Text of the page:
• Hypoplastic Left Heart Syndrome

    (HLHS)

    Definition

    Hypoplastic left heart syndrome is a rare heart defect. In a normal heart, the blood flows in from the body to the right atrium. It then goes into the right ventricle. Next, the blood travels to the lungs through the pulmonary valve. Here, it picks up fresh oxygen. The blood returns to the left atrium and goes into the left ventricle. The blood then moves out to the rest of the body.
    With this syndrome, structures on the left side of the heart (aorta, aortic valve, left ventricle, and mitral valve) may be:
    • Too small
    • Absent
    • Abnormally developed
    Since the heart cannot function properly, oxygen-rich blood flow to the body is limited. This condition requires immediate care from a doctor.
    Heart Chambers and Valves
    heart anatomy
    Copyright © Nucleus Medical Media, Inc.
    Blood Flow Through the Heart
    IMAGE
    Copyright © Nucleus Medical Media, Inc.

    Causes

    This is a congenital heart defect. This means that the heart forms incorrectly when the baby is developing in the womb. The baby is born with the condition. It is not known why the heart forms this way.

    Risk Factors

    These factors increase your chance of having a child with hypoplastic left heart syndrome:
    • Previous pregnancy with fetal heart abnormalities or fetal loss
    • Family history of congenital heart defect

    Symptoms

    Symptoms usually appear within days after birth. Tell the doctor if you notice the following in your infant or child:
    • Blue/gray skin color
    • Cool skin
    • Rapid or difficult breathing
    • High heart rate
    • Sweaty, clammy skin
    • Poor feeding
    These symptoms may be caused by other conditions. If your child has any of these, tell the doctor right away.

    Diagnosis

    Your doctor will:
    • Ask about your child’s symptoms and medical history
    • Do a physical exam
    Tests may include:
    • Echocardiogram —a test that uses high-frequency sound waves (ultrasound) to examine the size, shape, and motion of the heart
    • Chest x-ray —imaging test that uses low amounts of radiation to get a picture of the chest
    • Electrocardiogram (ECG, EKG)—a test that records the heart’s activity by measuring electrical currents through the heart muscle
    • MRI scan —a test that uses magnetic waves to make pictures of structures inside the body
    • CT scan —a type of x-ray that uses a computer to make pictures of structures inside the body
    • Cardiac catheterization —a thin tube is threaded through a vein to the heart where blood samples and blood pressure are measured

    Treatment

    Talk with your doctor about the best treatment plan for your child. Some defects may be so severe that they are difficult to treat. Treatment options include:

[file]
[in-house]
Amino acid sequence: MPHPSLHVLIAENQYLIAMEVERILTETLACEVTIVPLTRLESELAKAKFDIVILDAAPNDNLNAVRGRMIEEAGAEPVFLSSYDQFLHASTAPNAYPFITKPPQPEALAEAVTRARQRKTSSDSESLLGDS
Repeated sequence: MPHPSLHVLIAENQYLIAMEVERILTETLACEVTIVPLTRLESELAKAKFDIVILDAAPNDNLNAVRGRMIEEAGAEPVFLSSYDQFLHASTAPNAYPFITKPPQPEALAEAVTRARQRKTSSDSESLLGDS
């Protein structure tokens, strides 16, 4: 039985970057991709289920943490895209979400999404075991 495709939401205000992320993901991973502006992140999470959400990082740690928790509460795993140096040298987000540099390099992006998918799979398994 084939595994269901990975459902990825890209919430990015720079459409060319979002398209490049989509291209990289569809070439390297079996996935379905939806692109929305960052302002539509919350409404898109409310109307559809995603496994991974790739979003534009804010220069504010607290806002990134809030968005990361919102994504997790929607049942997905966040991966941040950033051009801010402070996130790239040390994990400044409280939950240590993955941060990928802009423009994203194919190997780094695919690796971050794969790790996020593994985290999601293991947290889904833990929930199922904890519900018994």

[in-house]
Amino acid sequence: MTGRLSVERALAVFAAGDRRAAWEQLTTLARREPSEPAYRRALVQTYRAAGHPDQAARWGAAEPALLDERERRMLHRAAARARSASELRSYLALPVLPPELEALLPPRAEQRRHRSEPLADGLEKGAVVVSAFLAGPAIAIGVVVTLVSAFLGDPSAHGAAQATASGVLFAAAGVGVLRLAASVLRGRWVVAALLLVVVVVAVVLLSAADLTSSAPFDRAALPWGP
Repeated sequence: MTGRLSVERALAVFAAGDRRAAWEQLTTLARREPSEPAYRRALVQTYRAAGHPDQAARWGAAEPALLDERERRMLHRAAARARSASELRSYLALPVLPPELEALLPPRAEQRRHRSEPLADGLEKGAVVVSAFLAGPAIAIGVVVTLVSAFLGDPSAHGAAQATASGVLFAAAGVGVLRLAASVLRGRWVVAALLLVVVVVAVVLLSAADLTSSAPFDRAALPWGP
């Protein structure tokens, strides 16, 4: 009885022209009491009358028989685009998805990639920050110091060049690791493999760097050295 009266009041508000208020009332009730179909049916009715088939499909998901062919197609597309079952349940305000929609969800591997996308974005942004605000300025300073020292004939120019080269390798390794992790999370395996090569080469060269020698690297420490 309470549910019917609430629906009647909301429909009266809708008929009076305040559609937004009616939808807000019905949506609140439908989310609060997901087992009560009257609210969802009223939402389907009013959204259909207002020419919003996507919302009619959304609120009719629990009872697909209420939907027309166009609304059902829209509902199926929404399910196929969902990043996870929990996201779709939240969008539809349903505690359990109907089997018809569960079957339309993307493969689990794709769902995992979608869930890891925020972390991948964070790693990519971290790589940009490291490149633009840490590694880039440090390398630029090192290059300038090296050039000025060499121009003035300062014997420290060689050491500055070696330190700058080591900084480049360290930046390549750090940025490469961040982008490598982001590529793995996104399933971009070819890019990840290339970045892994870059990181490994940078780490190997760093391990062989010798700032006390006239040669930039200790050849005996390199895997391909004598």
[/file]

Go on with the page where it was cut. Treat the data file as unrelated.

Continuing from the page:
Medications

    Medicines, such as Prostaglandin E1, may be given. This medicine helps to keep blood flowing through the ductus arteriosus. The ductus arteriosus is a connection between the pulmonary artery and aorta (largest artery in the body). It usually closes within a few days after birth. Keeping this passage open is a temporary treatment. Other medicines may be used, as well.

    Surgery

    Sometimes a shunt can be placed between the aorta and pulmonary artery. This is done to improve blood flow. Treatment will include more surgeries, which are usually done in stages:
    • After birth
    • 4-6 months of age
    • 2-4 years of age
    In addition to the shunt procedure, the initial surgery may also create a connection between the aorta and the right ventricle. This is done so that the right ventricle pushes blood to both the lungs and the rest of the body. This is called a Norwood Procedure. As the child ages, more surgeries will be needed to create other connections with the heart, lungs, and body. In some cases, a heart transplant may be needed.

    Lifelong Monitoring

    Your child will need to see a heart specialist regularly. Heart medicine will be needed throughout your child's life.

    Prevention

    There is no way to prevent this condition. Getting appropriate prenatal care is always important.

    RESOURCES

    American Family Physician http://www.aafp.org/

    American Heart Association http://www.americanheart.org/

    CANADIAN RESOURCES

    Canadian Cardiovascular Society http://www.ccs.ca/

    Heart and Stroke Foundation of Canada http://ww2.heartandstroke.ca/splash/

    References

    American Heart Association. Hypoplastic left heart syndrome. American Heart Association website. Available at: http://www.americanheart.org/presenter.jhtml?identifier=1353 . Updated August 18, 2010. Accessed July 15, 2010.

    Children’s Hospital Boston. Hypoplastic left heart syndrome. Children’s Hospital Boston website. Available at: http://www.childrenshospital.org/az/Site502/mainpageS502P0.html . Accessed July 15, 2010.

    DynaMed Editorial Team. Hypoplastic left heart syndrome. EBSCO DynaMed website. Available at: http://www.ebscohost.com/dynamed/what.php . Updated June 10, 2010. Accessed July 15, 2010.

    Johns Hopkins University, Cove Point Foundation. Hypoplastic left heart syndrome. Johns Hopkins University, Cove Point Foundation website. Available at: http://www.pted.org/?id=hypoplasticleft4 . Updated April 3, 2009. Accessed July 15, 2010.

    Mayo Clinic. Hypoplastic left heart syndrome. Mayo Clinic website. Available at: http://www.mayoclinic.com/health/hypoplastic-left-heart-syndrome/DS00744 . Updated May 27, 2010. Accessed August 2, 2010.

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